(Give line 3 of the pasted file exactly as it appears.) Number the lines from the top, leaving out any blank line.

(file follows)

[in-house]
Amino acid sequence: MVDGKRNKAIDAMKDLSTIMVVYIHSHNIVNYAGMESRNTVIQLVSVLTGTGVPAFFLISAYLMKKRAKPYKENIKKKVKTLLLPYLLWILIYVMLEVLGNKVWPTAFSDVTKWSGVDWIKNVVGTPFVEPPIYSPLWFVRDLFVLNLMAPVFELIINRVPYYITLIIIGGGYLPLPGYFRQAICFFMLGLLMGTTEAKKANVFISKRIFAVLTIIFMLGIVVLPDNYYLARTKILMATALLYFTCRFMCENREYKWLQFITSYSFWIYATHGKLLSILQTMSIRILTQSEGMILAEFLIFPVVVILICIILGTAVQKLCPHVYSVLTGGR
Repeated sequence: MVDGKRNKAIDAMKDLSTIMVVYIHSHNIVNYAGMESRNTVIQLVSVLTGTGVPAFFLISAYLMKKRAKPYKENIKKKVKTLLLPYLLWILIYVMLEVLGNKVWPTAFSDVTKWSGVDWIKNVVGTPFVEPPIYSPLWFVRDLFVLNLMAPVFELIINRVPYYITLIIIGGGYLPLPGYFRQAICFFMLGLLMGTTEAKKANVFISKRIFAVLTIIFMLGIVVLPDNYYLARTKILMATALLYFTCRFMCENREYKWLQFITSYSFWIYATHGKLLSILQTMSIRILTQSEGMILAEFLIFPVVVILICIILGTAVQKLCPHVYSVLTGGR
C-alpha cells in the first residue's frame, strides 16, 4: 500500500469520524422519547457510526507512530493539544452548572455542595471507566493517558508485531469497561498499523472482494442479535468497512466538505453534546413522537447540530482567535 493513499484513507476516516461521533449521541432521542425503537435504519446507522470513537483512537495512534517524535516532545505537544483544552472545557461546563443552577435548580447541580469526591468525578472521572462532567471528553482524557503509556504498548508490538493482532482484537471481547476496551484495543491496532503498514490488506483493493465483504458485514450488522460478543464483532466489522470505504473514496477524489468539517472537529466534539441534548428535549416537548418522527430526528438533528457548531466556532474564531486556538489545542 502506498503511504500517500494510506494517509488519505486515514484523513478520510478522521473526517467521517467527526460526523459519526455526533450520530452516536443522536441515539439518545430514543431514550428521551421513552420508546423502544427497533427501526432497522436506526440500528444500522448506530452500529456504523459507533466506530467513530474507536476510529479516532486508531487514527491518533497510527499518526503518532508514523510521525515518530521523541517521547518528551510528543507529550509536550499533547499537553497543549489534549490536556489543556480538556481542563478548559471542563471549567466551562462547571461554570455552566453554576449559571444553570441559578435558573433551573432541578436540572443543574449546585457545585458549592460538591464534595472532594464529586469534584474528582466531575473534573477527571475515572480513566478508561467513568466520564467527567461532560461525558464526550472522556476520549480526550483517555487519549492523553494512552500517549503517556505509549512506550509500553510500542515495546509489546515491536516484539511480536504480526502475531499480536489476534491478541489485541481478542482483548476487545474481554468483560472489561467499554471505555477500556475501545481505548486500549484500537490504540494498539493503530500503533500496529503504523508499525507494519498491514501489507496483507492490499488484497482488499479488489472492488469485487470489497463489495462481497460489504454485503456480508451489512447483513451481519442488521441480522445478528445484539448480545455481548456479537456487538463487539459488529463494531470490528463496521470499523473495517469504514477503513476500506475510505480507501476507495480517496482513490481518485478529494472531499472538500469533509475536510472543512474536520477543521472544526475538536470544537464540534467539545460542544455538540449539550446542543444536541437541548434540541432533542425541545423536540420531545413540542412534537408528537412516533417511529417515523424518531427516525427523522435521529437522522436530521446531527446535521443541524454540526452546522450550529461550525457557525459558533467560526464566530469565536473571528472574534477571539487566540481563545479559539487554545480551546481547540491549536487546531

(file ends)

Repeated sequence: MVDGKRNKAIDAMKDLSTIMVVYIHSHNIVNYAGMESRNTVIQLVSVLTGTGVPAFFLISAYLMKKRAKPYKENIKKKVKTLLLPYLLWILIYVMLEVLGNKVWPTAFSDVTKWSGVDWIKNVVGTPFVEPPIYSPLWFVRDLFVLNLMAPVFELIINRVPYYITLIIIGGGYLPLPGYFRQAICFFMLGLLMGTTEAKKANVFISKRIFAVLTIIFMLGIVVLPDNYYLARTKILMATALLYFTCRFMCENREYKWLQFITSYSFWIYATHGKLLSILQTMSIRILTQSEGMILAEFLIFPVVVILICIILGTAVQKLCPHVYSVLTGGR